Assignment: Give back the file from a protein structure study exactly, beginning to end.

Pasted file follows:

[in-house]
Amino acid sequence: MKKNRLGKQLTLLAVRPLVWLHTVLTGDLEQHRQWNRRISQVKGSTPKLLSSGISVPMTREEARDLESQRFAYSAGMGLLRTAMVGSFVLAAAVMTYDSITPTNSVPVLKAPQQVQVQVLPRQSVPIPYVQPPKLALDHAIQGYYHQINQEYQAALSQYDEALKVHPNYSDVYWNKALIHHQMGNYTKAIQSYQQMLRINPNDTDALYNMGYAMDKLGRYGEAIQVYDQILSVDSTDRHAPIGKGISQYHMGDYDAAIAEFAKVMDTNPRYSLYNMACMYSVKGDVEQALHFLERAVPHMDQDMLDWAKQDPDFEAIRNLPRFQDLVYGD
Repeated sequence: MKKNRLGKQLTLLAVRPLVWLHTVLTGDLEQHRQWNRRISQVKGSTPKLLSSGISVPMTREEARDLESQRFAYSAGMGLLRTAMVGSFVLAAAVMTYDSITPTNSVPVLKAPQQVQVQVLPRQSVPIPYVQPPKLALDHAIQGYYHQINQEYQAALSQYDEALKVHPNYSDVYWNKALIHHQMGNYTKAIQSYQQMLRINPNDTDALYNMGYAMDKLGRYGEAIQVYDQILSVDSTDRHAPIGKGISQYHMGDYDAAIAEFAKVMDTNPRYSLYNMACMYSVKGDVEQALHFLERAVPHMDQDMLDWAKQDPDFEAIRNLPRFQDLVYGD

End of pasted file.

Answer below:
[in-house]
Amino acid sequence: MKKNRLGKQLTLLAVRPLVWLHTVLTGDLEQHRQWNRRISQVKGSTPKLLSSGISVPMTREEARDLESQRFAYSAGMGLLRTAMVGSFVLAAAVMTYDSITPTNSVPVLKAPQQVQVQVLPRQSVPIPYVQPPKLALDHAIQGYYHQINQEYQAALSQYDEALKVHPNYSDVYWNKALIHHQMGNYTKAIQSYQQMLRINPNDTDALYNMGYAMDKLGRYGEAIQVYDQILSVDSTDRHAPIGKGISQYHMGDYDAAIAEFAKVMDTNPRYSLYNMACMYSVKGDVEQALHFLERAVPHMDQDMLDWAKQDPDFEAIRNLPRFQDLVYGD
Repeated sequence: MKKNRLGKQLTLLAVRPLVWLHTVLTGDLEQHRQWNRRISQVKGSTPKLLSSGISVPMTREEARDLESQRFAYSAGMGLLRTAMVGSFVLAAAVMTYDSITPTNSVPVLKAPQQVQVQVLPRQSVPIPYVQPPKLALDHAIQGYYHQINQEYQAALSQYDEALKVHPNYSDVYWNKALIHHQMGNYTKAIQSYQQMLRINPNDTDALYNMGYAMDKLGRYGEAIQVYDQILSVDSTDRHAPIGKGISQYHMGDYDAAIAEFAKVMDTNPRYSLYNMACMYSVKGDVEQALHFLERAVPHMDQDMLDWAKQDPDFEAIRNLPRFQDLVYGD